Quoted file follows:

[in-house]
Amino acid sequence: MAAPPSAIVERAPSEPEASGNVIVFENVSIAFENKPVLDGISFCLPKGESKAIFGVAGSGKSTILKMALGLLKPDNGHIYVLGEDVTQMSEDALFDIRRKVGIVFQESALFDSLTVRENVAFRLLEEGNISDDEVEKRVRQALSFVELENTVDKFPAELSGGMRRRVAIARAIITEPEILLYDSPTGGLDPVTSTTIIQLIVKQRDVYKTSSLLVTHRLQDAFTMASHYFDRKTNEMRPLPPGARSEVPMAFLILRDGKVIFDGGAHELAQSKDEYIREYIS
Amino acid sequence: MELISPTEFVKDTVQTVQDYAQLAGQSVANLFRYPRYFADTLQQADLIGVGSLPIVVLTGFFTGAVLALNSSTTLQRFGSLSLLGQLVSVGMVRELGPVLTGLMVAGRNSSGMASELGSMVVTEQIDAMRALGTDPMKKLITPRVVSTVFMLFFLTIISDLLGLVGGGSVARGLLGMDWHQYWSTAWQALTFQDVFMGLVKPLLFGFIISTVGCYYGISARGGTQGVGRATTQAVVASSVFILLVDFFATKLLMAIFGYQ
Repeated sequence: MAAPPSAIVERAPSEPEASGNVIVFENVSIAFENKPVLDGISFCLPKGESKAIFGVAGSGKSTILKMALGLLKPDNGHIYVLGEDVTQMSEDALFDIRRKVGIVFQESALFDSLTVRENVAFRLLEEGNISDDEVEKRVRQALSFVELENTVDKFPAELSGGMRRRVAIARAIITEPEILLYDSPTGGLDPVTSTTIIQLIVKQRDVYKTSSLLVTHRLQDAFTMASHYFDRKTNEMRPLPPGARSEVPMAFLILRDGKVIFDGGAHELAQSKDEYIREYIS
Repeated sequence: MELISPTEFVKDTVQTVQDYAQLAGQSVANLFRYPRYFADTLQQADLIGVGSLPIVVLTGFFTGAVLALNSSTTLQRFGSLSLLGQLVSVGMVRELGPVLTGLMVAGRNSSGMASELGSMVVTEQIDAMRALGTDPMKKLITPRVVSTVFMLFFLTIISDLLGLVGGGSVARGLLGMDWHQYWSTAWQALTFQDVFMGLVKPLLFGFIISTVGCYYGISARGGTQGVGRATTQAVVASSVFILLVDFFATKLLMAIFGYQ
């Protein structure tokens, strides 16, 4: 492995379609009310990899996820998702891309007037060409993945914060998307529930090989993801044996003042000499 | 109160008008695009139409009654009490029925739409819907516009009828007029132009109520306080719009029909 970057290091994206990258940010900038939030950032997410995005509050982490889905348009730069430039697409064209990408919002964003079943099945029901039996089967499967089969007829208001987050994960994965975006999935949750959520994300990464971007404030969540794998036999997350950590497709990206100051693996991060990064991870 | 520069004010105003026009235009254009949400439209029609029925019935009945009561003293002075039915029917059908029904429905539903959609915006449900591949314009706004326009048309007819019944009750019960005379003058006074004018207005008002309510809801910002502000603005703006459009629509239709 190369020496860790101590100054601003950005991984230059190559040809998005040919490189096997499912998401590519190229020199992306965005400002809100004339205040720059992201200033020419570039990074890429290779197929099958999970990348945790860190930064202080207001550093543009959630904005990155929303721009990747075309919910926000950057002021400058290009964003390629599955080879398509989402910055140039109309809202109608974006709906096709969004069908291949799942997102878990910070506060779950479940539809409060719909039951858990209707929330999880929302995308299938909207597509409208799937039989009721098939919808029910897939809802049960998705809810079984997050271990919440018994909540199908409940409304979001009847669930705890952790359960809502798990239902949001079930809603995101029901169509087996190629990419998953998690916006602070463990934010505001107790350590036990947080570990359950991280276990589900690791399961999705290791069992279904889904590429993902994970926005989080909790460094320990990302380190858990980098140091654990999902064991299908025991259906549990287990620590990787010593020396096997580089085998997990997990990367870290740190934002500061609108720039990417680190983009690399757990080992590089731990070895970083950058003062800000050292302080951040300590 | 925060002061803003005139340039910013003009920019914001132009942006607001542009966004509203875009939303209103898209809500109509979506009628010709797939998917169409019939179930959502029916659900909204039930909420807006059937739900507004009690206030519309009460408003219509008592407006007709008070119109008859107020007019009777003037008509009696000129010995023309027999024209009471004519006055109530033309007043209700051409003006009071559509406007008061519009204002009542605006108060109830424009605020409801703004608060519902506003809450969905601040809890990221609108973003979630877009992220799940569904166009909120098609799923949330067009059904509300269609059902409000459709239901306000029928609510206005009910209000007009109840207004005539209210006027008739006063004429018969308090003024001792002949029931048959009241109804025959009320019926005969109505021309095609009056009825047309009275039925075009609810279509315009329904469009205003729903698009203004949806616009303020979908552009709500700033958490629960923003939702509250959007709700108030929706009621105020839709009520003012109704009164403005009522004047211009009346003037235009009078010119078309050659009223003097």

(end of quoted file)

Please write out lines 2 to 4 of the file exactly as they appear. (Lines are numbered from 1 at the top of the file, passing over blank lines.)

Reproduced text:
Amino acid sequence: MAAPPSAIVERAPSEPEASGNVIVFENVSIAFENKPVLDGISFCLPKGESKAIFGVAGSGKSTILKMALGLLKPDNGHIYVLGEDVTQMSEDALFDIRRKVGIVFQESALFDSLTVRENVAFRLLEEGNISDDEVEKRVRQALSFVELENTVDKFPAELSGGMRRRVAIARAIITEPEILLYDSPTGGLDPVTSTTIIQLIVKQRDVYKTSSLLVTHRLQDAFTMASHYFDRKTNEMRPLPPGARSEVPMAFLILRDGKVIFDGGAHELAQSKDEYIREYIS
Amino acid sequence: MELISPTEFVKDTVQTVQDYAQLAGQSVANLFRYPRYFADTLQQADLIGVGSLPIVVLTGFFTGAVLALNSSTTLQRFGSLSLLGQLVSVGMVRELGPVLTGLMVAGRNSSGMASELGSMVVTEQIDAMRALGTDPMKKLITPRVVSTVFMLFFLTIISDLLGLVGGGSVARGLLGMDWHQYWSTAWQALTFQDVFMGLVKPLLFGFIISTVGCYYGISARGGTQGVGRATTQAVVASSVFILLVDFFATKLLMAIFGYQ
Repeated sequence: MAAPPSAIVERAPSEPEASGNVIVFENVSIAFENKPVLDGISFCLPKGESKAIFGVAGSGKSTILKMALGLLKPDNGHIYVLGEDVTQMSEDALFDIRRKVGIVFQESALFDSLTVRENVAFRLLEEGNISDDEVEKRVRQALSFVELENTVDKFPAELSGGMRRRVAIARAIITEPEILLYDSPTGGLDPVTSTTIIQLIVKQRDVYKTSSLLVTHRLQDAFTMASHYFDRKTNEMRPLPPGARSEVPMAFLILRDGKVIFDGGAHELAQSKDEYIREYIS